According to the mental health charity Mind, one in four people in Britain are affected by or living with a mental health problem. People with mental distress may experience problems that affect the way they think, feel and behave. The term ‘mental distress’ is used to describe a range of mental health issues, from the more common problems such as anxiety and depression, to the less common, such as schizophrenia.
Mental distress in the UK
A 2016 Time to Change survey of over 7,000 people living with mental health issues found that 64% were feeling isolated, 61% worthless and 60% ashamed of their condition. They explained they felt this way because of the stigma and discrimination they regularly face.
That said, the results suggest progress has been made in raising awareness and reducing discrimination. Time to Change explained that over half of those involved in the survey said it is easier to talk about their mental distress now than ever before. 60% also said they felt relieved and “like a weight had been lifted” once they talked about their condition. Unfortunately this isn’t always the case and not everybody feels they can speak out.
Types of mental distress
According to the Mental Health Foundation, the most common mental disorder in Britain is mixed anxiety and depression, with up to 10% of people suffering from depression at some point in their lifetime.
Following depression, the most common conditions include:4
• generalised anxiety disorder (GAD)
• social anxiety disorder
• obsessive-compulsive disorder (OCD)
• panic disorder
• post-traumatic stress disorder (PTSD).
In the 2013 Wellbeing Survey, almost one in five people in the UK aged 16 or over showed symptoms of anxiety or depression. This result was higher in women (21.5%) than in men (14.8%).5
Symptoms of mental distress
Any form of mental distress will be accompanied by a set of symptoms. However, each will differ from person to person and vary in severity. Some of the symptoms commonly associated with mental health problems include:
• panic attacks
• psychotic experiences
• suicidal thoughts.
Common symptoms of depression include low mood, fatigue and loss of interest or excitement in things previously enjoyed. Often, symptoms of depression will impair emotional and physical well-being, as well as the behaviour of the person.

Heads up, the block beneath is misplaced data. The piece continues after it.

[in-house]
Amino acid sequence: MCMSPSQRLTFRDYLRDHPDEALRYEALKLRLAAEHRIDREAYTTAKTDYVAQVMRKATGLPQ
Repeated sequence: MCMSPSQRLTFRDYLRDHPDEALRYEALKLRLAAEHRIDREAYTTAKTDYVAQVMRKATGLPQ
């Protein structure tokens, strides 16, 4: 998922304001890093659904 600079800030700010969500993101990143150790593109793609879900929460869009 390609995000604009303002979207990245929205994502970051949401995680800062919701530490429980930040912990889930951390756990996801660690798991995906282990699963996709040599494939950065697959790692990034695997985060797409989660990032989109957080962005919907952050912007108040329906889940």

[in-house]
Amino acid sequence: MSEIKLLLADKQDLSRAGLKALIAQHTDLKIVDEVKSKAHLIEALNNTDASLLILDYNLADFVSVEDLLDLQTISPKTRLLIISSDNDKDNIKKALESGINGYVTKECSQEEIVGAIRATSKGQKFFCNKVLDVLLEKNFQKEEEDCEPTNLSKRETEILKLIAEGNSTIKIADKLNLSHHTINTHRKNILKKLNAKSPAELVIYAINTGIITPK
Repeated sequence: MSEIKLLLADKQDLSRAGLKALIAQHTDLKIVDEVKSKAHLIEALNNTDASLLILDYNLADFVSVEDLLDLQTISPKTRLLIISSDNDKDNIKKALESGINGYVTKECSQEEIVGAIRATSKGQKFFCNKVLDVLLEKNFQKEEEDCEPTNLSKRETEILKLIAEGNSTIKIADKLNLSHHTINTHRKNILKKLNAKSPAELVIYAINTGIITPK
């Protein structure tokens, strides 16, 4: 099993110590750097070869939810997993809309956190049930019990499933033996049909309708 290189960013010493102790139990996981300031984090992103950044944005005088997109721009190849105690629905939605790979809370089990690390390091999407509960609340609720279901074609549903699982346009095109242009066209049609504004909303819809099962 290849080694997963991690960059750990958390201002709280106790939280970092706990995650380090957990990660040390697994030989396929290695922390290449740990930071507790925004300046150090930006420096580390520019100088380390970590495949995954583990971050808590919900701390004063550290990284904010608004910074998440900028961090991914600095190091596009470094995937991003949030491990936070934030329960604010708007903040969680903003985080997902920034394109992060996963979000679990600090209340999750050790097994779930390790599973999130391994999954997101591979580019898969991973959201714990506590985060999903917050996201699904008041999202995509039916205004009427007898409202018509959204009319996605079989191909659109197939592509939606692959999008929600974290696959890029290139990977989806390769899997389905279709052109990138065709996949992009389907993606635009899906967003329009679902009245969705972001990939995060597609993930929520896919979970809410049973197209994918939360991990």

Prevalence of mental distress
While the number of people affected by mental distress is shocking and appears to have risen over the years, many believe that the increase is a result of more people talking about it and seeking help. We are becoming more aware of the prevalence of mental health across all genders and age groups and slowly, the stigma is starting to change.
How can counselling help?
One way of managing the effects of a mental health problem is talking about it. Whether you are living with a mental health problem, or know somebody else who is, it is important to talk about your experiences and the stigma associated.
Counselling will provide you with the opportunity to explore and be open about your thoughts and feelings without shame, judgement or discrimination. The counsellor is someone to listen to you and offer support.
There are a number of treatments available for those living with a mental health problem. Talking therapy can help you understand what may have caused the problem and how you can manage it.
I am a member of the British Association of Counselling and Pyschotherapy (BACP) and of the Hampshire Association for Counselling and Pyschotherapy. As a Member of BACP I am bound by its Ethical Framework for Good Practice in Counselling and Psychotherapy, the Ethical Guidelines for Researching Counselling and Psychotherapy (where practitioners undertake research) and subject to the Professional Conduct Procedure for the time being in force. I hold full Professional Liability Insurance and a clear enhanced Criminal Records Bureau check.